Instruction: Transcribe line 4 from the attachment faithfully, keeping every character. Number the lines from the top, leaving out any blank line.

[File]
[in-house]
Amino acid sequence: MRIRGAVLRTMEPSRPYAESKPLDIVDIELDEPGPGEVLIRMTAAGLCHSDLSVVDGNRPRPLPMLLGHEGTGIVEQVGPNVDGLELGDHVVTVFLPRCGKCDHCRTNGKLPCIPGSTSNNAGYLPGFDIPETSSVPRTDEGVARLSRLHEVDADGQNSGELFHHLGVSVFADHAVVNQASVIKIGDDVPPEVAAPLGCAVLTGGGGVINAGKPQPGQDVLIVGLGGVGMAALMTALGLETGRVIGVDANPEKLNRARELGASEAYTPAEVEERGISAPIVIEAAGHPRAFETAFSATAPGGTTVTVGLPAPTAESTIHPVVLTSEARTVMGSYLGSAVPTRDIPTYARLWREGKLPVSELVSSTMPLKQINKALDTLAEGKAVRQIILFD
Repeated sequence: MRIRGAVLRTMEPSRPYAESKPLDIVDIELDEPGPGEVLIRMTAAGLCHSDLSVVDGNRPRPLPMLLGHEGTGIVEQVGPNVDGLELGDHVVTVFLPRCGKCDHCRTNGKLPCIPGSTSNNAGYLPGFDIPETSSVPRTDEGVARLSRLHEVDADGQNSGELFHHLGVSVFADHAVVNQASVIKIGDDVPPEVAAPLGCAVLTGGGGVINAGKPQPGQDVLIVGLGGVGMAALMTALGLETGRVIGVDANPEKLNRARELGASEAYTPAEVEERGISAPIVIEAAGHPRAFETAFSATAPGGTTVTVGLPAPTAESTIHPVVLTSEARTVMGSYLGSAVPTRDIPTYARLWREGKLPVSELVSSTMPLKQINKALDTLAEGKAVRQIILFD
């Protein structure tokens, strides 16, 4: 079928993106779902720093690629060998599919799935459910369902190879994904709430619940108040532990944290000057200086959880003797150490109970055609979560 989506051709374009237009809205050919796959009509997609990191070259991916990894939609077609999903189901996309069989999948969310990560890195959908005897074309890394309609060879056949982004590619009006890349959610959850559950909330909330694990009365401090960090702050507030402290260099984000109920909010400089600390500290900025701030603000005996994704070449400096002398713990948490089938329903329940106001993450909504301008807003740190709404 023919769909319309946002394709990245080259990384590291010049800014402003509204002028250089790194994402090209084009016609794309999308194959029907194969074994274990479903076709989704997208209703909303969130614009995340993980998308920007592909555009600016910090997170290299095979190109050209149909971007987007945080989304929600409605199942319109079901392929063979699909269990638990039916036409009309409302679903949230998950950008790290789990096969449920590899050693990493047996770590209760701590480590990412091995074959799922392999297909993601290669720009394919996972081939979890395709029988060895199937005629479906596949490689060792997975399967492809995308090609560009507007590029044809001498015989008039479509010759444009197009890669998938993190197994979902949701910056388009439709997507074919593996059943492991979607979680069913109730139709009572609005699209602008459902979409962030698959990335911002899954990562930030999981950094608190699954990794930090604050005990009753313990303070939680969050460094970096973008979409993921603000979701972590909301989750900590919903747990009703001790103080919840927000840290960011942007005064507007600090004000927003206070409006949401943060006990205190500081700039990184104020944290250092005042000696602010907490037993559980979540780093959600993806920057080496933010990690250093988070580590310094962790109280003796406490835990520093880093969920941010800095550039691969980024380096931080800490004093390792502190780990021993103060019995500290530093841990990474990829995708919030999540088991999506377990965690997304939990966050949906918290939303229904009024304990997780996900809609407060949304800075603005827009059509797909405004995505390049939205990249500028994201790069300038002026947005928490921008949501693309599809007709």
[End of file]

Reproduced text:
């Protein structure tokens, strides 16, 4: 079928993106779902720093690629060998599919799935459910369902190879994904709430619940108040532990944290000057200086959880003797150490109970055609979560 989506051709374009237009809205050919796959009509997609990191070259991916990894939609077609999903189901996309069989999948969310990560890195959908005897074309890394309609060879056949982004590619009006890349959610959850559950909330909330694990009365401090960090702050507030402290260099984000109920909010400089600390500290900025701030603000005996994704070449400096002398713990948490089938329903329940106001993450909504301008807003740190709404 023919769909319309946002394709990245080259990384590291010049800014402003509204002028250089790194994402090209084009016609794309999308194959029907194969074994274990479903076709989704997208209703909303969130614009995340993980998308920007592909555009600016910090997170290299095979190109050209149909971007987007945080989304929600409605199942319109079901392929063979699909269990638990039916036409009309409302679903949230998950950008790290789990096969449920590899050693990493047996770590209760701590480590990412091995074959799922392999297909993601290669720009394919996972081939979890395709029988060895199937005629479906596949490689060792997975399967492809995308090609560009507007590029044809001498015989008039479509010759444009197009890669998938993190197994979902949701910056388009439709997507074919593996059943492991979607979680069913109730139709009572609005699209602008459902979409962030698959990335911002899954990562930030999981950094608190699954990794930090604050005990009753313990303070939680969050460094970096973008979409993921603000979701972590909301989750900590919903747990009703001790103080919840927000840290960011942007005064507007600090004000927003206070409006949401943060006990205190500081700039990184104020944290250092005042000696602010907490037993559980979540780093959600993806920057080496933010990690250093988070580590310094962790109280003796406490835990520093880093969920941010800095550039691969980024380096931080800490004093390792502190780990021993103060019995500290530093841990990474990829995708919030999540088991999506377990965690997304939990966050949906918290939303229904009024304990997780996900809609407060949304800075603005827009059509797909405004995505390049939205990249500028994201790069300038002026947005928490921008949501693309599809007709």